In just four months on the job, Robert Fetterman, vice president of finance with the Oneida Indian Nation, based in Verona, N.Y., has chopped 20% off the time required to complete what's come to be known as "the last mile of finance." And he's not done yet. At two previous companies, Fetterman was able to slash the function from 10-plus days, to fewer than three.
Achieving these reductions is akin to a manufacturer streamlining its cycle time, Fetterman says. While conventional wisdom had held that more time on the process equals higher quality, Fetterman has found that the opposite often holds true. "When you reduce the cycle time, you improve accuracy and cost because you have a more disciplined process," Fetterman says. It also frees up the finance staff to work on higher-level projects, he adds.
The last mile of finance typically refers to "the activities that take place from the time a transaction is captured until the reporting or regulatory requirements are fulfilled," according to Bob Pritchard, vice president of North American sales and marketing with software technology provider Trintech Inc. This can include transaction verification, reconciliations, journal entry and exception management, among other tasks.
Completing these jobs accurately is key, says John Colbert, vice president of research and analysis with BPM Partners Inc. "The risks of dropping the ball in the last mile can be significant." Errors made by publicly held companies can mean having to restate results. For private companies, mistakes can put them in technical default on loan covenants, among other problems. And for either type of firm, of course, an erroneous management report can lead to all osrts of sub-optimal decisions.
Overlooked So Far
Even so, until recently this area often has been overlooked, as many finance departments focused first on automating such other processes as transaction and payroll systems. After closing the general ledger, the processes "kind of explode again," says John Gimpert, partner and national leader, finance transformation, advisory services, for Deloitte & Touche LLP. Finance areas that used automated systems mainly for other, earlier functions often find that they need to develop volumes of one-off worksheets for analysis and reporting at the end of things.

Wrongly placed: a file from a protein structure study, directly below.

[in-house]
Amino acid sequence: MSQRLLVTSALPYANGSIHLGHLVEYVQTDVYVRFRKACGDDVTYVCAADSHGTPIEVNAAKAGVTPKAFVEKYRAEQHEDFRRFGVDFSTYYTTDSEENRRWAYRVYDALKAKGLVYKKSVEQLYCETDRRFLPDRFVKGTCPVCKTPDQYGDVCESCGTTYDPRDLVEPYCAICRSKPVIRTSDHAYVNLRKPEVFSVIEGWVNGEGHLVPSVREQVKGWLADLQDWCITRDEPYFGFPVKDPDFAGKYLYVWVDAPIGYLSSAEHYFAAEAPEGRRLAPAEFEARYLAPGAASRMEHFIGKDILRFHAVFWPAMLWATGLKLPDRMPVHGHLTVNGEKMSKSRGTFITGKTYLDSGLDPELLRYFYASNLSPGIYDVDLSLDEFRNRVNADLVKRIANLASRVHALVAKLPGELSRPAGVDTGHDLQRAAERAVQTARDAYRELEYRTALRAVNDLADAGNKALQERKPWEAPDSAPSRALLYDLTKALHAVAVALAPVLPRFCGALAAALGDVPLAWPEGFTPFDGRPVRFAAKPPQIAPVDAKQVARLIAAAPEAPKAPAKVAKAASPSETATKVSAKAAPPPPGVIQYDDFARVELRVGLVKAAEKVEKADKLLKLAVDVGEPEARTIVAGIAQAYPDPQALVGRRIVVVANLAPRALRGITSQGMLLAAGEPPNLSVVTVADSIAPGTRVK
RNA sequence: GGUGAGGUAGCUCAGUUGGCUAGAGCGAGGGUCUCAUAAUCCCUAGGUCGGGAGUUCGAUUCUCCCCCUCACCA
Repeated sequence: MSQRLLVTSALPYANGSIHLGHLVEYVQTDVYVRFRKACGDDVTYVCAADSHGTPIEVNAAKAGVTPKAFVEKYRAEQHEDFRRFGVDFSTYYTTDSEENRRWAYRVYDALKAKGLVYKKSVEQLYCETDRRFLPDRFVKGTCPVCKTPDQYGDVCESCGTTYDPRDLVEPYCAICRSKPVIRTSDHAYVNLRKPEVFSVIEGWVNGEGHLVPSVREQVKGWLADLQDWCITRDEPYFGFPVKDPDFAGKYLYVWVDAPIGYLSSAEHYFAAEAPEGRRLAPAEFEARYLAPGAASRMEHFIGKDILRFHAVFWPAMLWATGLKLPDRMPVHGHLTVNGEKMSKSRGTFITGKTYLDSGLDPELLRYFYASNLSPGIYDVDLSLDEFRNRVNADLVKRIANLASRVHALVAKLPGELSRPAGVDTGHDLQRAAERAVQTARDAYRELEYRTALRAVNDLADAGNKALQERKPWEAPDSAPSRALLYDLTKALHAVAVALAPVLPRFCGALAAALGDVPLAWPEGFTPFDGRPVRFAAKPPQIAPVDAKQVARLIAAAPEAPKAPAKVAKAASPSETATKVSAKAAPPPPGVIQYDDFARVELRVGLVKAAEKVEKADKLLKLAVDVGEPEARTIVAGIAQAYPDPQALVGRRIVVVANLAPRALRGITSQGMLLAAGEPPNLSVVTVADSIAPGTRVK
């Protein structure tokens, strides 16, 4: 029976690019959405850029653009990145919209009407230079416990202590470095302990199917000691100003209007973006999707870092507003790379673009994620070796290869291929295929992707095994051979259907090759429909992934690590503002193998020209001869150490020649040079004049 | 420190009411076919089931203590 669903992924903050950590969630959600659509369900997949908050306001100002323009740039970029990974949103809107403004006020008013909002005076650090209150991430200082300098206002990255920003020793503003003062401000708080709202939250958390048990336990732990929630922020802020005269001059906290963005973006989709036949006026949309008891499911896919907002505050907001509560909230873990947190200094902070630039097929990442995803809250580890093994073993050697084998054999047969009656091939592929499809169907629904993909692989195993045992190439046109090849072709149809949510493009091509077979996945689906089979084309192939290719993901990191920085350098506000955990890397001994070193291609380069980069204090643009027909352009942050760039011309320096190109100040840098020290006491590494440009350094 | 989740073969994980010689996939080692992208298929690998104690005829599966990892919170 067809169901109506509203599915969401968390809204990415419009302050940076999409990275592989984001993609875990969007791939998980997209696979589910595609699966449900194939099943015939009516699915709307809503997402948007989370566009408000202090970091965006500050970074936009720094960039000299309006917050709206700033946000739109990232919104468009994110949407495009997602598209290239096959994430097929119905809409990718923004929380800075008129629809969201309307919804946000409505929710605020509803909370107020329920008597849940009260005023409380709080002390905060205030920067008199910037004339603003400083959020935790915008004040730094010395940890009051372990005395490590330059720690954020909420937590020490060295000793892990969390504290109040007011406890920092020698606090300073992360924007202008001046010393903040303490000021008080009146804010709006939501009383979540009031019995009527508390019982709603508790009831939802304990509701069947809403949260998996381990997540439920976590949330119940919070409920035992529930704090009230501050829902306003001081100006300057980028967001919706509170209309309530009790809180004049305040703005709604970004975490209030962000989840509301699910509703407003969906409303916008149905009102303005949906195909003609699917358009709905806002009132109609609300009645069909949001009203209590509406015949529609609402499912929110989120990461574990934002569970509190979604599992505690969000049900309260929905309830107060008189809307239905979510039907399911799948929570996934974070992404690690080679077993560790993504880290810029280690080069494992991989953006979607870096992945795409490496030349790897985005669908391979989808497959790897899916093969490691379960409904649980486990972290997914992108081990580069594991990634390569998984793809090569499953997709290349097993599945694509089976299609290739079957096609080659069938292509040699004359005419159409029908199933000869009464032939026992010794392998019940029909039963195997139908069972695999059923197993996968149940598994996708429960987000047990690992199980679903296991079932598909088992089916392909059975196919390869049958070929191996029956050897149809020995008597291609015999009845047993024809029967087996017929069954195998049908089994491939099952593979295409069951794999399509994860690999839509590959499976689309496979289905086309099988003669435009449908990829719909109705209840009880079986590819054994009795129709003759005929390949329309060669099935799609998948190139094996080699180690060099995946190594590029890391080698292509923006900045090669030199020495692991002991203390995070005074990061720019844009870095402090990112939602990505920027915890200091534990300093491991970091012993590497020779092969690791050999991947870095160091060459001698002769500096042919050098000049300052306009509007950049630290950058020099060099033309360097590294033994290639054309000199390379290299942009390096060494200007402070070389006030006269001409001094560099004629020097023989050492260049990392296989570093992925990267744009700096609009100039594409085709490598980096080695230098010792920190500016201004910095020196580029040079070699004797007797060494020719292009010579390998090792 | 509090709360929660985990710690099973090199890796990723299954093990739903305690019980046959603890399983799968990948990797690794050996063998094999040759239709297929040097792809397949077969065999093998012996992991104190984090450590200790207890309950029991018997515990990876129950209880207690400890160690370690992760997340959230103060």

While the activities making up this last mile may have been among the last to be automated, that's steadily changing, Pritchard says. Many CFOs he's talked with now rank such an overhaul as among the top five projects on their to-do lists. They recognize that their organizations are missing opportunities for time- and cost-savings, and that they take on risk if they lack visibility and control into these processes, he adds.
For that reason, some experts advise against outsourcing such operations. "You're literally signing the document that could put you in jail," according to Colbert. "You have to own the process."
Mapping the Mile
Effectively automating at that late stage requires a holistic approach that encompasses people, data, best-practice processes and technology, Pritchard says.
The Oneida Nation's Fetterman recommends mapping a detailed calendar of all activities that currently make up the last mile, and identifying those that can reasonably completed earlier. For instance, it may be possible to set an earlier deadline for the accounts payable group, even if not all bills have entered the system, and then accrue any that remain, if material.
As the time frame for completing the last mile is condensed, the staff should be instructed to place a priority on the activities that go into it, Fetterman says. When the work is spread over ten to 15 days, finance employees often continue to handle their other responsibilities; the overall process simply takes too long to make it a priority.
Another Job for Software
As more companies focus on automating the last mile, they can choose from an expanding array of technology offerings. What's more, many of the system have been commercially available for several years, and thus can be considered stable, Colbert says.
The approaches being offered tend to be software-based, and can reside in the realm of cloud computing, says Beth Kaplan, Deloitte's director for finance transformation services. Many solutions bolt on to a company's ERP or other enterprise systems. As a result, while some investment typically is required, it tends not to be on the order of an ERP implementation.
The benefits of automating this function can include the cost savings resulting from greater efficiency, while also lowering the risk of reporting mistakes. But successful automation also gains management more timely insight into the company's market and performance. Reducing cycle time, Fetterman says, also "is one of the most important ways to get the finance team to the next level."
When the cycle time gets down to three days at his company, as his plan calls for, "our finance staff can move on to things that are more value-add" -- such as analyzing performance.